The Wash

Advocates demand D.C. council shield immigrants from threats

Residents called on the District’s council to pass a bill that would criminalize threatening to reveal someone’s immigration status to law enforcement.

Activists and other residents urged the D.C. Council’s Committee on Judiciary and Public Safety at an Oct. 4 meeting to pass a bill that would bar landlords and employers from threatening to reveal someone’s immigration status.

The Protecting Immigrants from Extortion Amendment Act would criminalize a threat made by a landlord, employer or other person to share someone’s immigration status with law enforcement in order to extort labor, property or services.

Abel Nunez testifies before the D.C. council on Oct. 4. (Gabi Harrison / The Wash)

“This threat is all too common and is more terrifying than ever in current times,” Laurie Ball Cooper, the legal director of Ayuda, told the committee. Ayuda is an organization that provides legal, language and social services to immigrants in the District. 

Cooper said she has represented hundreds of clients through the organization, many of whom bosses and landlords have threatened with reporting their immigration status to law enforcement. 

She said the bill would allow the city to catch up to the realities faced by her clients, who view these threats as extortion. The bill would also allow the city to match federal laws already in place and those of neighboring Virginia and Maryland, Cooper said.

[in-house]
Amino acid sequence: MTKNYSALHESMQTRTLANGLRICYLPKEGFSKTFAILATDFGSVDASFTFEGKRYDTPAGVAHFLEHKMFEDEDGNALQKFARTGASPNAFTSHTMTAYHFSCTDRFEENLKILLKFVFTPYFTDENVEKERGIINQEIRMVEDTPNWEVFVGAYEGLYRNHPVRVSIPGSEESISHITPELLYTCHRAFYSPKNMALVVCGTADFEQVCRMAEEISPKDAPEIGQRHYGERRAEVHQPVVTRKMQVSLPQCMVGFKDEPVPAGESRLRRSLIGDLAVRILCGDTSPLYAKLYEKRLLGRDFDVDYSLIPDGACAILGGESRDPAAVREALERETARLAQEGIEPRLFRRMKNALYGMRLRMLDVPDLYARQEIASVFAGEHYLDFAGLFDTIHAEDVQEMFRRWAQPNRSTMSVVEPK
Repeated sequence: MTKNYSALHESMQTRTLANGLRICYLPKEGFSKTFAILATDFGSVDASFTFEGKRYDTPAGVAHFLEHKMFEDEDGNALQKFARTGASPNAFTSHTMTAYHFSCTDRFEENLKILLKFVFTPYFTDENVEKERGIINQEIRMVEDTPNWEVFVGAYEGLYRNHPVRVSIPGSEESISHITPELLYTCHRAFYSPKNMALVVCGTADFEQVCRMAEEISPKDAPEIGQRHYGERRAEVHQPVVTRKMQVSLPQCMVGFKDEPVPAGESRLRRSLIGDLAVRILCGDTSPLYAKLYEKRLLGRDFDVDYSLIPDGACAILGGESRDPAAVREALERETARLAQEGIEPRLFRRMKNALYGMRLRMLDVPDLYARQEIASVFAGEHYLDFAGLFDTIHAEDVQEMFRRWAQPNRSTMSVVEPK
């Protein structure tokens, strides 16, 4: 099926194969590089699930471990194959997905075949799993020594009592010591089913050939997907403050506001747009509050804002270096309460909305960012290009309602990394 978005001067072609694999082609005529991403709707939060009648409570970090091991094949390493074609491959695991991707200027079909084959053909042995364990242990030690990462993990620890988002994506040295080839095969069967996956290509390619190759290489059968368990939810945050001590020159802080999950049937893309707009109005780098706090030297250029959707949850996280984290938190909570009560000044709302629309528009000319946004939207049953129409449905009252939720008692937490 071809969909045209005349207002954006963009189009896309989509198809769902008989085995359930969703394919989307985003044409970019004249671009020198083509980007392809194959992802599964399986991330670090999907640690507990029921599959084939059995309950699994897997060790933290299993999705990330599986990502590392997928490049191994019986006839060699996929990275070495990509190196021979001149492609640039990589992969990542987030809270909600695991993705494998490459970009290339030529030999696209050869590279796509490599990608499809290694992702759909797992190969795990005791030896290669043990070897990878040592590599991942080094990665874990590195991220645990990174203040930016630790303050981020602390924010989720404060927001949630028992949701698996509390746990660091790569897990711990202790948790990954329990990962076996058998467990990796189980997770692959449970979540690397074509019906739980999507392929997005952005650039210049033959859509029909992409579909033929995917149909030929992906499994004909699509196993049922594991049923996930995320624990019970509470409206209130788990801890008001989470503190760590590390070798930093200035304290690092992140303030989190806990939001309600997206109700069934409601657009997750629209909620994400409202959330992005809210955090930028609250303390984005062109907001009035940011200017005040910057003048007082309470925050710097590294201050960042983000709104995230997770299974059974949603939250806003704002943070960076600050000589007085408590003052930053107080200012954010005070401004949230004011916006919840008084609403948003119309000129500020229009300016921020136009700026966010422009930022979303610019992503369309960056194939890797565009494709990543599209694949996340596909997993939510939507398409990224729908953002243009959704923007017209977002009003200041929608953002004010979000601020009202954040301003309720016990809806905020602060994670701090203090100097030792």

Cooper said passing the bill would expand the language of the law to protect more people — not just living in the country illegally, but also immigrants with temporary legal resident status.

“There’s a whole range of people who are in an immigration status that could lead them to being susceptible to extortion along these lines,” Cooper said. “It’s not just individuals who are currently undocumented.”

She said that people with temporary legal resident status are particularly vulnerable because their status often has an expiration date or another extenuating circumstance that keeps them in limbo.  

“As a sanctuary city, we have a responsibility to protect our vulnerable communities,” Abel Nunez, executive director of the Columbia Heights-based Central American Resource Center (CARECEN), told the committee. CARECEN is an organization that provides services to Latino immigrants across the District.

Nunez said the District’s government needs to protect its residents because others won’t. The Trump administration has cancelled the temporary protective status of more than a million people, Nunez said.

Councilman Charles Allen stays behind at the Oct. 4 meeting after the other members left for different hearings. (Gabi Harrison / The Wash)

“Given the current political environment, Congress is unable or unwilling to act in the plight of immigrant community members,” Nunez said.

Cooper said passing the bill would convey to victims, who often don’t believe the justice system would protect them, that they can report landlords and bosses who threaten to reveal their immigration status. Passing the law would also send a message to the perpetrators that the city won’t stand for exploitation, Cooper said. 

“The goal is to eliminate the action,” Cooper said.

Councilman Brandon T. Todd, who represents Ward 4 and introduced the bill, said he’s proud to live in and serve a sanctuary city. A sanctuary city is one where local police choose not to help the federal government find and detain people who entered the country illegally. 

Todd said immigrants are particularly vulnerable if they fail to meet a landlord or boss’s demands. 

“They deserve to live in the District free of harassment and exploitation,” Councilman Charles Allen said.

The Wash Staff

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